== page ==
Prepare the Source Text for Import
For Bible modules, SWORD now supports Alternate Versifications. A prerequisite for a module that would not match the default versification for the KJV Bible is to decide which of the several versifications is most suitable for the new module.
Note that the SWORD Project requires all submitted texts to be Unicode (UTF-8) encoded documents. For English language texts that only make use of ASCII characters, no change to the source encoding will be required. For other European language and most other languages, there probably exist simple encoding converters for ISO and national standards to UTF-8. For more complex source encodings, you may need to create your own converter or adapt an existing one. Some currently available conversion tools that you may find useful, depending on your platform and needs, include:
- uconv (part of ICU), available compiled for Win32 in the utilities ZIP at http://crosswire.org/ftpmirror/pub/sword/utils/win32 or in source format from ICU at http://www.icu-project.org/.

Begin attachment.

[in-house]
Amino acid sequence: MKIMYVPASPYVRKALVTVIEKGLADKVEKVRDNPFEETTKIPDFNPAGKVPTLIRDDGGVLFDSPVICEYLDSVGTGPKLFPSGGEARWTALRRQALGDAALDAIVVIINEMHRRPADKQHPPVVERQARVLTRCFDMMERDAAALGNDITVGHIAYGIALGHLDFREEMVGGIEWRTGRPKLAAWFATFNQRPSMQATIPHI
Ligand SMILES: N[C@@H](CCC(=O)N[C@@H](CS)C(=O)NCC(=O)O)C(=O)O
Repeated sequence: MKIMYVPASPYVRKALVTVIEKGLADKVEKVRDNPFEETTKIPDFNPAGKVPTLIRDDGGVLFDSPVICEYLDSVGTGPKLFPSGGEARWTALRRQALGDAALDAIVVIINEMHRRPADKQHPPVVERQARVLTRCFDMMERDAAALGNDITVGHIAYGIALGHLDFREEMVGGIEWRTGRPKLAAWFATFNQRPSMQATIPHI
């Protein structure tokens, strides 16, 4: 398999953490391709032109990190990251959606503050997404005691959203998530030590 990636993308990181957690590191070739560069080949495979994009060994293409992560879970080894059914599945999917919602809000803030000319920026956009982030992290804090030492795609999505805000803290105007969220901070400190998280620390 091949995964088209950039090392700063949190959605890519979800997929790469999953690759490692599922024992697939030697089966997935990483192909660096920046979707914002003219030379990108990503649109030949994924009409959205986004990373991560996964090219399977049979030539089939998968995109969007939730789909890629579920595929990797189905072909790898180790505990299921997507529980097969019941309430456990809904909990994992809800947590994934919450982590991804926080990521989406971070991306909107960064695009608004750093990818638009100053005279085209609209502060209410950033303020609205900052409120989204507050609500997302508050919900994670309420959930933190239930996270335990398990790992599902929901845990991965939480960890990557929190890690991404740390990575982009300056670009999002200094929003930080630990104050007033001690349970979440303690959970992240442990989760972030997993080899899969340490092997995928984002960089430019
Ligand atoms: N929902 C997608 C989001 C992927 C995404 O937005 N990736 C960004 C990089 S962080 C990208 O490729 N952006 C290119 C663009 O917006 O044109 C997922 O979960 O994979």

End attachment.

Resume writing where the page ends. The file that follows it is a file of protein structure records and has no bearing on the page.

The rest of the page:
- font2uni from CCEL, available at http://www.ccel.org/info/gkheb/.
uconv is best suited for standard encodings and font2uni is best suited for font-specific encodings. When creating XML texts, the only entities that should be used are & for '&' and < for '<'. All other entities should be encoded as their UTF-8 equivalents.
A common problem in texts created by people less aware of Unicode principles is presence of characters which fit graphically but are out of set for this particular language. E.g. a Cyrillic a and a Latin a look identical but use different code points. It is important to clean this up prior to import as our module search depends on clean texts with consistent use of letters. Below a short shell script which will produce a list of all characters employed in a text.
cat *txt |\ uni2ascii -paU |\ sed -e "s/u/\nu/g" -e '/\./d' |\ sort |\ uniq -c -w5 |\ sed -e 's/\\//' -e 's/\W+/\t/g' -e 's/\s*\([0-9][0-9]*\).*u\([0-9A-F]*\)/Character \\x\2 (u\2) was used \1 times/' |\ ascii2uni -aB |\ grep 'used' > charactercount.txt
Images can be included in any type of module. The specifics of how to do this is dependent upon markup and some markups do not have support for images.
Some SWORD applications are able to use virtually any image format, but SWORD only offically supports JPEG and PNG image files. Using any other kind of image, e.g. GIF, will result in a module that cannot be used in one or more SWORD applications. Submission of a module with other image formats will hinder its acceptance into the CrossWire repository as such images will need to be converted into a supported format.
(see also Various Tools)